What is at stake at the Kyoto meeting on September 7 is more than a battle over terminology. It reflects a debate that has been taking place for the past four decades around whether museums can ever be ideologically neutral spaces. It also reflects a desire since at least the 1980s for museums to be meeting places where ideas can be discussed, turning the museum from a traditional “temple” to a more democratic “forum.” The debate has been given added urgency as institutions in the West face increasing pressure over their colonial-era collections, sources of funding, and historic under-representation of women’s history in particular.

Beautiful physics

Another great find from Brain Pickings, the French mathematician and journalist Amédée Guillemin and his 1868 physics textbook Les phénomènes de la physique.

How nature works, in stunning psychedelic illustrations of scientific processes and phenomena from a 19th-Century French physics textbook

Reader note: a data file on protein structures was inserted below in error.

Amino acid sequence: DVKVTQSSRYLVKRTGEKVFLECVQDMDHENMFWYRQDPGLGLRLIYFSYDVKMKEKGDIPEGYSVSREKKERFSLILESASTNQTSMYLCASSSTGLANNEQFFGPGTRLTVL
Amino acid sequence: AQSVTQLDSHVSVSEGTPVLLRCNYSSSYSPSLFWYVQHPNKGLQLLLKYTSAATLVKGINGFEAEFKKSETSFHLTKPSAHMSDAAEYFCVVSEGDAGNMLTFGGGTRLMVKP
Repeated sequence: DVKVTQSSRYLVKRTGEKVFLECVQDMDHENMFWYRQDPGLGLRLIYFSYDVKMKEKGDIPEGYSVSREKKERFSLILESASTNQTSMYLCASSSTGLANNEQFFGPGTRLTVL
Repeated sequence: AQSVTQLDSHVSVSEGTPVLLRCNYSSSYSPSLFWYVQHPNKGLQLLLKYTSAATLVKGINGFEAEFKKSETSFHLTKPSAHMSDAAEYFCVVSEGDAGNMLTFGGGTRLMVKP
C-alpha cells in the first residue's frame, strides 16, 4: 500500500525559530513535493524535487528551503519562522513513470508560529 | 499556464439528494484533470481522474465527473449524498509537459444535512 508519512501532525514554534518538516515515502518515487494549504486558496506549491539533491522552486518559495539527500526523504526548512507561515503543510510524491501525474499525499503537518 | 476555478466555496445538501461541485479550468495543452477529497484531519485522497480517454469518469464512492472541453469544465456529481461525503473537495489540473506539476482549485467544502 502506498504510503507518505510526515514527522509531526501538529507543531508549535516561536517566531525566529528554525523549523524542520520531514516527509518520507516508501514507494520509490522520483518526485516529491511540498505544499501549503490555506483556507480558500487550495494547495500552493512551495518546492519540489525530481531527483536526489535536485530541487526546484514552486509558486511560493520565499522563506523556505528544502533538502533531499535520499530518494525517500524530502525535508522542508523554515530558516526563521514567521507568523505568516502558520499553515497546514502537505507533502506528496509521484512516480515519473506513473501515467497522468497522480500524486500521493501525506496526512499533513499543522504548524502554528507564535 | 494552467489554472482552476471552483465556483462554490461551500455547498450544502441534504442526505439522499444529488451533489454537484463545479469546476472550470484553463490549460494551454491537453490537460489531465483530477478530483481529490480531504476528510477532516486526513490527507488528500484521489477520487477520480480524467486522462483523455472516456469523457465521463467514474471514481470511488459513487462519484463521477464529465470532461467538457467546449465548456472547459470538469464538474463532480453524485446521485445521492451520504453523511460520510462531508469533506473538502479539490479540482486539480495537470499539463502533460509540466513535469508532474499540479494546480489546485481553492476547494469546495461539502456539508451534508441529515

In consonance with the pioneering 19th-century information designer Emma Willard’s conviction that knowledge is most readily received when “addressed to the eye,” Guillemin understood that the fundamental laws of nature appear too remote and slippery to the human mind. To make them comprehensible, he had to make their elegant abstract mathematics tangible and captivating for the eye.

He had to make physics beautiful.

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I’d say he succeeded, wouldn’t you?

Collapsing time, increasing order

What do you get if you cross the patient fastidiousness of Pelle Cass with the diligent meticulousness of Ursus Wehrli? This guy.

Cy Kuckenbaker’s time collapse videos let you see daily life as you’ve never seen it before
His “time collapse” videos stemmed from a desire to get to know the city in which he lives with the same vigor he brought to bear as a Peace Corps volunteer in his 20s, exploring Iraq, Africa, and Eastern Europe.

This impulse might lead others to join a club, take a class, or check out restaurants in an unfamiliar neighborhood.

For Kuckenbaker, it means setting up his camera for a fixed shot, uncertain if his experiment will even work, then spending hours and hours in the editing room, removing the time between events without altering the speed of his subjects.

Midday Traffic Time Collapsed and Reorganized by Color: San Diego Study #3